Charged With A Firearms Offense?
A firearms offense is a crime in which the offender possesses or uses a firearm in such a way that is prohibited by law. This category of offenses includes crimes in which a firearm was not used during the commission of another crime such as possession by a convicted felon or carrying a concealed firearm. Firearms offenses are both state and federal criminal offenses.
What Are Your Rights After An Arrest?
Being arrested for a firearms offense is serious and can have lifelong consequences. The first thing to remember if you are arrested for such a crime is how important it is to exercise your right to remain silent and your right to a firearms offense attorney. These rights, typically called Miranda rights, are a very powerful tool because, once they are invoked, law enforcement MUST stop all questioning.
The right to remain silent is especially important because law enforcement is not your friend if they are arresting you, and no matter how much they will try to make it appear like they “only want to help” you, once they have, anything you say, it will be used against you in court. Similarly, the right to an attorney, which is an equally powerful right, must be exercised upon your arrest.
When one invokes their right to counsel, all interrogation by law enforcement outside the presence of an attorney is strictly prohibited. Of course, when invoking these rights, one must do so in such a way that law enforcement will clearly understand the invocation.
Associated Penalties For Crimes Involving Firearms
Even though firearms offenses range from being misdemeanors (the least serious) to felonies (the most serious), an arrest for any firearms crime has serious lifelong consequences. The possible penalties for a firearms offense may include imprisonment ranging from one day to as much as life, or even death in some circumstances, heavy fines, and periods of probation. Florida state law and federal law have also implemented mandatory minimum sentences for possession of a firearm in furtherance of a drug trafficking offense and subsequent offenses of possession of a firearm by a convicted felon.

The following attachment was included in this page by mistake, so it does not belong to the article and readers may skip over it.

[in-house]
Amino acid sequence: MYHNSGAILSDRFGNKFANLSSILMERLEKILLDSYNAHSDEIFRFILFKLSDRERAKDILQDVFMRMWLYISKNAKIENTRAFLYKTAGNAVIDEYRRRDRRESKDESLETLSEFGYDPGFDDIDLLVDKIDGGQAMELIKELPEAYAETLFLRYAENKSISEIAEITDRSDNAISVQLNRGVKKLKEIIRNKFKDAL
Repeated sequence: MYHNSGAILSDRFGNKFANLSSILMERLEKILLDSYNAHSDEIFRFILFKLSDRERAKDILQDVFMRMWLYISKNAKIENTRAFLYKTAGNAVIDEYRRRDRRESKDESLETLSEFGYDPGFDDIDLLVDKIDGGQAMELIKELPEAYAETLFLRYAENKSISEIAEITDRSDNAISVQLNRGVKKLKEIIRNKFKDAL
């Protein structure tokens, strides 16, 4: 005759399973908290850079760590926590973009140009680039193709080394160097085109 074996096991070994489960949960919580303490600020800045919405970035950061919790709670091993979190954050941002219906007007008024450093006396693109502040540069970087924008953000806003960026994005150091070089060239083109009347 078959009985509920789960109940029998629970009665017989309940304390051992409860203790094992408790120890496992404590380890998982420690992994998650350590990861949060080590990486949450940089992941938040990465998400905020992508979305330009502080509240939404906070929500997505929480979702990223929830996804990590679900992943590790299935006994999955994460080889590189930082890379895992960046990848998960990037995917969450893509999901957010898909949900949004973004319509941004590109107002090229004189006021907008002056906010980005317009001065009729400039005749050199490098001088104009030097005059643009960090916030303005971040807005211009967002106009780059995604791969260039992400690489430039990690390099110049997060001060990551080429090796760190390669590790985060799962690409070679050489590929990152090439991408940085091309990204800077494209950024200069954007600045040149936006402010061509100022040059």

Such mandatory minimum sentences include prison terms of three, five, seven, 10, 15, 20, 25 and 30 years or life imprisonment. In addition to these legal penalties, a firearms offense conviction can have other serious consequences. A conviction for a gun crime will affect employment opportunities as most employers run background checks before hiring and often do not even give persons with criminal records a chance for an interview much less employment. In addition, under federal and Florida law, if someone is convicted of a felony crime involving firearms, he or she may no longer possess and/or purchase a firearm.
Worse, in Florida, one convicted of a felony firearms offense loses the right to vote in the state of Florida. It may also impact an individual’s ability to keep or obtain a professional license such as a license to be a doctor, lawyer, teacher, or law enforcement officer. A criminal conviction, especially a felony conviction, even though totally unrelated to the practice of any profession, may even result in the permanent revocation of the license.
State firearms offenses are investigated and prosecuted by the local sheriff, local police departments, the Florida Department of Law Enforcement, the Florida Highway Patrol and the State Attorney’s Office. Federal firearms offenses are investigated and prosecuted by various agencies, including the FBI, DEA, Homeland Security, ATF and the Department of Justice.
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